I love food! Not just eating it, but creating it. What beats an afternoon in the kitchen, making a mess as well as scrumptious treats? But when a friend had to alter her diet due to food intolerances I realised not everyone can carelessly indulge. So I set out to make a cake she could eat, and when I achieved a flourless, vegan chocolate cake that tasted pretty good I wondered what else was possible. And so my journey begins into a world of baking where there is always something missing...
time for some more Christmas baking fun and as the big day gets ever closer
overindulgence now rules! The yule log or Bûche de Noël is a traditional
Christmas desert but not something that has ever been a major part of our
celebrations (we are much more of a Christmas pudding family!). And I had never
attempted to make a yule log…until now that is, and after reading a few tips from The Guardian website I came up with a pretty delicious treat. And the great thing about the light
and airy sponge that makes the base of the yule log is that it is often
naturally gluten free and many recipes contain absolutely no flour but are just
lots of whipped up eggs and cocoa powder, so a perfect gluten free addition to
the Christmas dinner table, and not as tricky to make as you may think!!
large eggs, separated 150g caster
sugar 60g cocoa powder
jar of chestnut jam (you can make your own by checking out this recipe)
frozen cherries (or other red berries as preferred)
the oven to 180°C. Line a swiss roll tin (or shallow rectangular baking tin)
with grease proof paper, being careful to fully tuck the paper into the corners
of the tin so that they are neatly folded in as this will allow the cake to
the eggs dividing the egg whites and egg yolks into separate bowls.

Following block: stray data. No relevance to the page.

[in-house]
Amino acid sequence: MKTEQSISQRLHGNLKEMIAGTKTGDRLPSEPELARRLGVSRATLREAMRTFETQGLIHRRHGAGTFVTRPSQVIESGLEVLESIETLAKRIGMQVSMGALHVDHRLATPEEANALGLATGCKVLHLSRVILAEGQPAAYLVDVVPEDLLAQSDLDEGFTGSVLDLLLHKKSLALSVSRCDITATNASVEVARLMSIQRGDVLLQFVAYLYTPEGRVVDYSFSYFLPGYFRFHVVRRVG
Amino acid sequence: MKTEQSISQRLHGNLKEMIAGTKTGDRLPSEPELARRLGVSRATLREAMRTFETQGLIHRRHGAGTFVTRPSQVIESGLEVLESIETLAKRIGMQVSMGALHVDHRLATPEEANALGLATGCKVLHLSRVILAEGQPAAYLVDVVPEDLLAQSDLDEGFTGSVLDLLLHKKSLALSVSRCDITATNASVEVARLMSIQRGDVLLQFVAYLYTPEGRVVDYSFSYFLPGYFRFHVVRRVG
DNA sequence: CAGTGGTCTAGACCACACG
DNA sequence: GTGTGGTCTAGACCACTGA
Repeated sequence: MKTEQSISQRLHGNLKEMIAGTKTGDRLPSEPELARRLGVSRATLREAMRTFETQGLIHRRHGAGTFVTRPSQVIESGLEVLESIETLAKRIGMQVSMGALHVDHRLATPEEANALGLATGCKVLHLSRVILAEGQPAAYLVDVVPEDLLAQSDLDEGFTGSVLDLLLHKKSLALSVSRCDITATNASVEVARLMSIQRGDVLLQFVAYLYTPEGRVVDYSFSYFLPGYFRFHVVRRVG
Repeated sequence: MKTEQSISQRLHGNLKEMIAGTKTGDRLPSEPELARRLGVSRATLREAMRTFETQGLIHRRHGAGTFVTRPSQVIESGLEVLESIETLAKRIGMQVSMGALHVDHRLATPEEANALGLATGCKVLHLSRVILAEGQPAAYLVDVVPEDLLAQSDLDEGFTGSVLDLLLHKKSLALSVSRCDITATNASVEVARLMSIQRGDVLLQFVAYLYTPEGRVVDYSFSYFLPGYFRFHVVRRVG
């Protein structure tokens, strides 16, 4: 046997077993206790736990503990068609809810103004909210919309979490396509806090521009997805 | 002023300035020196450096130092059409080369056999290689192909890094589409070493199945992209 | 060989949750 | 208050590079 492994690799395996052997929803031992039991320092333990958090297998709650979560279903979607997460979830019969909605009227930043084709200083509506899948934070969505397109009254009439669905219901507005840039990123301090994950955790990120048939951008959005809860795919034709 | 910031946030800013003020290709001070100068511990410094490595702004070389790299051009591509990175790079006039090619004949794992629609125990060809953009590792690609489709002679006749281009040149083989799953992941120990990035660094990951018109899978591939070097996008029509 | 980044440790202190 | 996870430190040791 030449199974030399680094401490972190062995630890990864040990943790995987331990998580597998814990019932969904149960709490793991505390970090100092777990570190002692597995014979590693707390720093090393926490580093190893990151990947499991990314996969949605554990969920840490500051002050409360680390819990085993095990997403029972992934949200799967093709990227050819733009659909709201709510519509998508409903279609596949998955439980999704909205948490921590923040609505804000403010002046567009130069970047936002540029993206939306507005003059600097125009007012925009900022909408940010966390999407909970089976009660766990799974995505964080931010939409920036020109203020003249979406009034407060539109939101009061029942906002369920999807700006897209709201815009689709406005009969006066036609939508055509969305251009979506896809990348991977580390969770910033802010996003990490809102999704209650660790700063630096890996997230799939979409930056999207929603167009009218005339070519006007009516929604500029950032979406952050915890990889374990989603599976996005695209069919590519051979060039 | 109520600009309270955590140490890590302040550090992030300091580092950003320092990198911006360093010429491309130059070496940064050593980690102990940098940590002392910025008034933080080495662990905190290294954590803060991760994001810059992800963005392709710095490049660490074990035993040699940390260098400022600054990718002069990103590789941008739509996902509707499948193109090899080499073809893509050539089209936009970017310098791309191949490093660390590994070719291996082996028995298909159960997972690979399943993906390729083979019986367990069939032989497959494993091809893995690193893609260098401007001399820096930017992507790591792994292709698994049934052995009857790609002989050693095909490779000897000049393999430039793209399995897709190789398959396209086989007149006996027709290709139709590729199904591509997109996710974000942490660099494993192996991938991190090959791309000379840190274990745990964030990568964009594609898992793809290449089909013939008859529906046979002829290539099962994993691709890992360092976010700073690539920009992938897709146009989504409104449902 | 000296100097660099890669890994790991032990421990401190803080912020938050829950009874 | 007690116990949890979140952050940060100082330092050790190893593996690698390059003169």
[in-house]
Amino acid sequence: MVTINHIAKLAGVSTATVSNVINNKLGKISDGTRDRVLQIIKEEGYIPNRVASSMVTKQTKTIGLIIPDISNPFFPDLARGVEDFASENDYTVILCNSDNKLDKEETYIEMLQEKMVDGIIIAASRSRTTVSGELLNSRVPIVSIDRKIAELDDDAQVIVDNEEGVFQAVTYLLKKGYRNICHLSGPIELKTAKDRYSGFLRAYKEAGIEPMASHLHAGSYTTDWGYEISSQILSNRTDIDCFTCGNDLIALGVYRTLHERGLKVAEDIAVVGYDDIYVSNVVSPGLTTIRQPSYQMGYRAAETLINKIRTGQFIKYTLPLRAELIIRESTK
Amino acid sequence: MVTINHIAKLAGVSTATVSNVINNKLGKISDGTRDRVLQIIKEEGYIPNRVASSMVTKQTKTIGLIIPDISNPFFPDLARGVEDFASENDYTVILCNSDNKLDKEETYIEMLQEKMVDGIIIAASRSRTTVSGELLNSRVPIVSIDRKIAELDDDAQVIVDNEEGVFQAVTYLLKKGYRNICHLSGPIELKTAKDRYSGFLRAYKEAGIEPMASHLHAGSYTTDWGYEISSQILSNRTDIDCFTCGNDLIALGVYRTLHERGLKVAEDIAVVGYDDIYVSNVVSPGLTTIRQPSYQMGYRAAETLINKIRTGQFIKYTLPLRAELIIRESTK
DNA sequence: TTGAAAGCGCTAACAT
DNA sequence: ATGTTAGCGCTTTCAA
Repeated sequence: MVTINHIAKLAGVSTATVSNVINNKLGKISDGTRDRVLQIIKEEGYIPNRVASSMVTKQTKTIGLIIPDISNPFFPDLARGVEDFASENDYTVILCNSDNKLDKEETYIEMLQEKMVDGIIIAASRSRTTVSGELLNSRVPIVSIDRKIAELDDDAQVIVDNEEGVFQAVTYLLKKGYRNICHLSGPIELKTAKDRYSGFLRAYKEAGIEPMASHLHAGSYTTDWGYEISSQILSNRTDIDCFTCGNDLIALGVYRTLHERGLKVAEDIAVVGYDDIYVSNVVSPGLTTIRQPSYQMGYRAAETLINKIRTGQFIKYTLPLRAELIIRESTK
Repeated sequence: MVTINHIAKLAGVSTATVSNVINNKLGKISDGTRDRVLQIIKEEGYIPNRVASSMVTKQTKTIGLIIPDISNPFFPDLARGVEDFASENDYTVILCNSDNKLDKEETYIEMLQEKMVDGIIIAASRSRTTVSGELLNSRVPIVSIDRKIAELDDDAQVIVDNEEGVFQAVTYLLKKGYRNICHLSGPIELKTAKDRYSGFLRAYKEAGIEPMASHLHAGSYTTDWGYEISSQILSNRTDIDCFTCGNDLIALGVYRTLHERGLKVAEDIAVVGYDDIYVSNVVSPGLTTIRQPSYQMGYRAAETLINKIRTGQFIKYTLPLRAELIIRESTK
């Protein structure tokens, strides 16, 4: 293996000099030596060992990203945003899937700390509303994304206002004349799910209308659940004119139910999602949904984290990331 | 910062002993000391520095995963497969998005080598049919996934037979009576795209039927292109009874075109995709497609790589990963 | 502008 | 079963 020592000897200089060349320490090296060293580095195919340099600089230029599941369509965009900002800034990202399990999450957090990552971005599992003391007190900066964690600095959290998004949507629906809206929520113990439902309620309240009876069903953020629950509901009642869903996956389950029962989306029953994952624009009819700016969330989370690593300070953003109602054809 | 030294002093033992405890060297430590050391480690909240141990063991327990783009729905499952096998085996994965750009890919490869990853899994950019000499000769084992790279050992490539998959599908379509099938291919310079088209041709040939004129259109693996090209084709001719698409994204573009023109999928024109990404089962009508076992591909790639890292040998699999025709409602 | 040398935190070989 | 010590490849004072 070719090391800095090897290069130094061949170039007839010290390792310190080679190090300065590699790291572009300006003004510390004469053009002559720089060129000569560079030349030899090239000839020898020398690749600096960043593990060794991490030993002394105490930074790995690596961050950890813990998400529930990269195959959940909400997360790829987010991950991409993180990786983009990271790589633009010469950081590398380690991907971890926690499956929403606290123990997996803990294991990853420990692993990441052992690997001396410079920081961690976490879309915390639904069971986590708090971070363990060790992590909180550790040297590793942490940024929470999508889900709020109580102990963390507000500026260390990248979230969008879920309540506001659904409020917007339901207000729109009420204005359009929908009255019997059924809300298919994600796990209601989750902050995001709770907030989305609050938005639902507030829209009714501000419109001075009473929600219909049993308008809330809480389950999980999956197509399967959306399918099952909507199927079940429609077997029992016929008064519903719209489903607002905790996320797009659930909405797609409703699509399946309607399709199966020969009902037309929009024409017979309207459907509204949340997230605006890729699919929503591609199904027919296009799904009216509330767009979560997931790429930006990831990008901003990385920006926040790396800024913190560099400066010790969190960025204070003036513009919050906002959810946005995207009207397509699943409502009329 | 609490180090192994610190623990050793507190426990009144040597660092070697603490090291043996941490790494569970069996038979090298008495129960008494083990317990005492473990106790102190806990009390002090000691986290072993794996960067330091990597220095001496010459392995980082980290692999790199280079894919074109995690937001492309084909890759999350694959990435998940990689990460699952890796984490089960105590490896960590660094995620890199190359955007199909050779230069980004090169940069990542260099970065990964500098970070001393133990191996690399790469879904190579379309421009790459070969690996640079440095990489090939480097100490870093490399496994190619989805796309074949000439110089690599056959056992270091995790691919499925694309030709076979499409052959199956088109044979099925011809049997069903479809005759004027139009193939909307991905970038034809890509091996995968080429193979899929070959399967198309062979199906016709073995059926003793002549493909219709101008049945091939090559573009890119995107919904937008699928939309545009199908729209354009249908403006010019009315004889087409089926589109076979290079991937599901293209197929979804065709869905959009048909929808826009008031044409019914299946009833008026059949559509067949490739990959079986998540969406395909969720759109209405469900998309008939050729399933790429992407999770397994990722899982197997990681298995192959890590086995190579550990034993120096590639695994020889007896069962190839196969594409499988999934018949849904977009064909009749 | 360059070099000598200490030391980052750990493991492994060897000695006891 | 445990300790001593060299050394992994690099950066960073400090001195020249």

the sugar to the egg yolks and beat with an electric mixer until a thick and
glossy mixture is formed. Add the cocoa powder to the mixture and continue to
beat until fully combined.
that the electric mixer is fully cleaned and has no traces of the egg yolk
mixture and then beat the egg whites until soft peaks are formed.
fold the egg white mixture into the egg yolk mixture a little at a time until
fully combined. But be careful not to knock all of the air out of the egg whites.
the mixture into the prepared tin and place in the centre for about 25 minutes
until firm to the touch.
the cake from the oven, place another sheet of baking paper on top of the cake
and invert onto the kitchen surface. Carefully remove the cake from the tin and
peel off the baking paper that had lined the tin. Then, using the paper now
underneath the cake carefully roll the cake up along the longest edge until a
tight roll is formed. Leave the cake to cool rolled up (you can make the cake
the day before you require it and leave it rolled up overnight before
decorating the following day).
you are ready to construct the Bûch carefully unroll the cake (don’t worry if
it cracks a little at this point, any little faults will be covered up with all
filled mine with chestnut jam which I had previously made (following this
recipe, but if you don’t have a personal supply of chestnuts and enough time to
make yourself some jam sweetened chestnut puree will work just fine) and sweetened
mascarpone which I made by combining the mascarpone with the icing sugar.
Spread the chestnut jam evenly over the cake. Then sprinkle with the cherries
and top with the sweetened mascarpone. Carefully re-roll the cake using the
baking paper for support as you roll.
transfer the roll to your serving plate and then liberally coat with chocolate
ganache which is made be breaking the chocolate into a heat proof bowl, then
bring the cream to the boil in a small pan, as soon as the cream begins to boil
remove from the heat and pour over the chocolate. Stir the mixture until the
chocolate has melted and a smooth glossy mixture has formed. Stir in a glug of
rum and then pour the ganache over the cake and spread across with a spatula
until it is fully covered.
melted a little extra chocolate and piped out holly leaf shapes onto some
non-stick baking parchment and once set used these to decorate my yule log but
a liberal dusting of icing sugar would look just as festive.
get stuck in and enjoy this gorgeously indulgent chocolate desert…it is
Christmas after all.
Christmas really is fast approaching now, and although I am
a right scrooge when I hear Christmas songs in the shops in September my ‘Bah Humbug’
attitude quickly dissipates once December arrives. This week I have been
getting rather festive in the kitchen and have been having a massive kitchen
baking session with cheesy Christmas music playing in the background whilst I